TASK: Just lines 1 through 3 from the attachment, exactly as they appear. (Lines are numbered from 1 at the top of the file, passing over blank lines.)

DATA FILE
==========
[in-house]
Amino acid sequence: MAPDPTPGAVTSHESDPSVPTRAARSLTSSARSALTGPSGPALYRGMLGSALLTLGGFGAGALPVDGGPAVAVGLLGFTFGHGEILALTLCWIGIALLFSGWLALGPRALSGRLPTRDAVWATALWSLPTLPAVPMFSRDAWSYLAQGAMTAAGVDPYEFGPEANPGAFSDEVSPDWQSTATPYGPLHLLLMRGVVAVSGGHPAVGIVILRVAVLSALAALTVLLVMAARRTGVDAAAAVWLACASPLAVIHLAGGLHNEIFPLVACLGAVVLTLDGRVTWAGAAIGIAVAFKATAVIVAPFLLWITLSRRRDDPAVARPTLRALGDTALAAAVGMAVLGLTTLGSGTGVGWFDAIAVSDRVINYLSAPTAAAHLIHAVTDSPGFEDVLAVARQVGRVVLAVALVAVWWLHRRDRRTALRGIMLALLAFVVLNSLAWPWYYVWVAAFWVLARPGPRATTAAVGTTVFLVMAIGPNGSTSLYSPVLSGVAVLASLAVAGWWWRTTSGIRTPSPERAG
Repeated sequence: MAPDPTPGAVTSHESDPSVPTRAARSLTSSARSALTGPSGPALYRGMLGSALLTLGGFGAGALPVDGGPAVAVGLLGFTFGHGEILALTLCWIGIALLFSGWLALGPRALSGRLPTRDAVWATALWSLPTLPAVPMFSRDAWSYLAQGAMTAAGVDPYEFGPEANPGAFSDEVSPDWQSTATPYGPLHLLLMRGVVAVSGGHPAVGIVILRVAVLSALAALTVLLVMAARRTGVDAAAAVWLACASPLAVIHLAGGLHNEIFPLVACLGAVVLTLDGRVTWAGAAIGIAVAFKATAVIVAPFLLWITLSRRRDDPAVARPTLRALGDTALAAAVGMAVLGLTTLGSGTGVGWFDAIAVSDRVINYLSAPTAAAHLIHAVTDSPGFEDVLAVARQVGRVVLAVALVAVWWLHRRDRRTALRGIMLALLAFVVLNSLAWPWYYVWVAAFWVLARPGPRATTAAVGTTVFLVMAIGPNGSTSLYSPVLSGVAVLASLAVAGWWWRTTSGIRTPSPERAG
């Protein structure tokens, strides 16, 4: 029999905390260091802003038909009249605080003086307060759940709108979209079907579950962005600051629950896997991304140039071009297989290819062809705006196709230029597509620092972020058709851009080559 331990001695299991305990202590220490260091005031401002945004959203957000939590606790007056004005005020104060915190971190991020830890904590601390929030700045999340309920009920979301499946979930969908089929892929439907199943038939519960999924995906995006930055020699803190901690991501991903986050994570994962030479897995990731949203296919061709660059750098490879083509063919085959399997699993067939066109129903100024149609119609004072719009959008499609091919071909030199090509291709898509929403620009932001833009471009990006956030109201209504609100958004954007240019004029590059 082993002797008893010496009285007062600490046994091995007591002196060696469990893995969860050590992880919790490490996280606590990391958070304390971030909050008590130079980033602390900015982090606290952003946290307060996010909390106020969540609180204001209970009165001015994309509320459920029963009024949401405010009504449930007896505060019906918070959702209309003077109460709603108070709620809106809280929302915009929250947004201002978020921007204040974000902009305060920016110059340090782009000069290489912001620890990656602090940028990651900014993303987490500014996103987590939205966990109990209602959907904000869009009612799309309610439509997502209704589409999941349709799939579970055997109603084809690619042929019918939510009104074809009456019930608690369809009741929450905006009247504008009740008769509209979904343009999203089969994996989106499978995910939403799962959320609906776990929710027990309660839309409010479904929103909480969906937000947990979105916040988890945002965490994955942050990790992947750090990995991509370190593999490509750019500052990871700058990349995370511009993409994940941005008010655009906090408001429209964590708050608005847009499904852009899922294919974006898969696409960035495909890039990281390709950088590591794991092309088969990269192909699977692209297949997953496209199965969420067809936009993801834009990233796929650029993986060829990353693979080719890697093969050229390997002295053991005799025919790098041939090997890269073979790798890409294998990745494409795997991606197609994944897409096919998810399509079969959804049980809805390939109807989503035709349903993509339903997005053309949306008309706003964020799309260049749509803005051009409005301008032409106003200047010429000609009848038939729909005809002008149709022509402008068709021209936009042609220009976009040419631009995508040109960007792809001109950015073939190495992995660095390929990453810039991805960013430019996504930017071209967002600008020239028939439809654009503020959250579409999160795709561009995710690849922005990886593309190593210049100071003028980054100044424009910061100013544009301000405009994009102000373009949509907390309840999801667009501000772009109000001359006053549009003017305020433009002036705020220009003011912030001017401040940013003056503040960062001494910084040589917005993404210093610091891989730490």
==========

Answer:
[in-house]
Amino acid sequence: MAPDPTPGAVTSHESDPSVPTRAARSLTSSARSALTGPSGPALYRGMLGSALLTLGGFGAGALPVDGGPAVAVGLLGFTFGHGEILALTLCWIGIALLFSGWLALGPRALSGRLPTRDAVWATALWSLPTLPAVPMFSRDAWSYLAQGAMTAAGVDPYEFGPEANPGAFSDEVSPDWQSTATPYGPLHLLLMRGVVAVSGGHPAVGIVILRVAVLSALAALTVLLVMAARRTGVDAAAAVWLACASPLAVIHLAGGLHNEIFPLVACLGAVVLTLDGRVTWAGAAIGIAVAFKATAVIVAPFLLWITLSRRRDDPAVARPTLRALGDTALAAAVGMAVLGLTTLGSGTGVGWFDAIAVSDRVINYLSAPTAAAHLIHAVTDSPGFEDVLAVARQVGRVVLAVALVAVWWLHRRDRRTALRGIMLALLAFVVLNSLAWPWYYVWVAAFWVLARPGPRATTAAVGTTVFLVMAIGPNGSTSLYSPVLSGVAVLASLAVAGWWWRTTSGIRTPSPERAG
Repeated sequence: MAPDPTPGAVTSHESDPSVPTRAARSLTSSARSALTGPSGPALYRGMLGSALLTLGGFGAGALPVDGGPAVAVGLLGFTFGHGEILALTLCWIGIALLFSGWLALGPRALSGRLPTRDAVWATALWSLPTLPAVPMFSRDAWSYLAQGAMTAAGVDPYEFGPEANPGAFSDEVSPDWQSTATPYGPLHLLLMRGVVAVSGGHPAVGIVILRVAVLSALAALTVLLVMAARRTGVDAAAAVWLACASPLAVIHLAGGLHNEIFPLVACLGAVVLTLDGRVTWAGAAIGIAVAFKATAVIVAPFLLWITLSRRRDDPAVARPTLRALGDTALAAAVGMAVLGLTTLGSGTGVGWFDAIAVSDRVINYLSAPTAAAHLIHAVTDSPGFEDVLAVARQVGRVVLAVALVAVWWLHRRDRRTALRGIMLALLAFVVLNSLAWPWYYVWVAAFWVLARPGPRATTAAVGTTVFLVMAIGPNGSTSLYSPVLSGVAVLASLAVAGWWWRTTSGIRTPSPERAG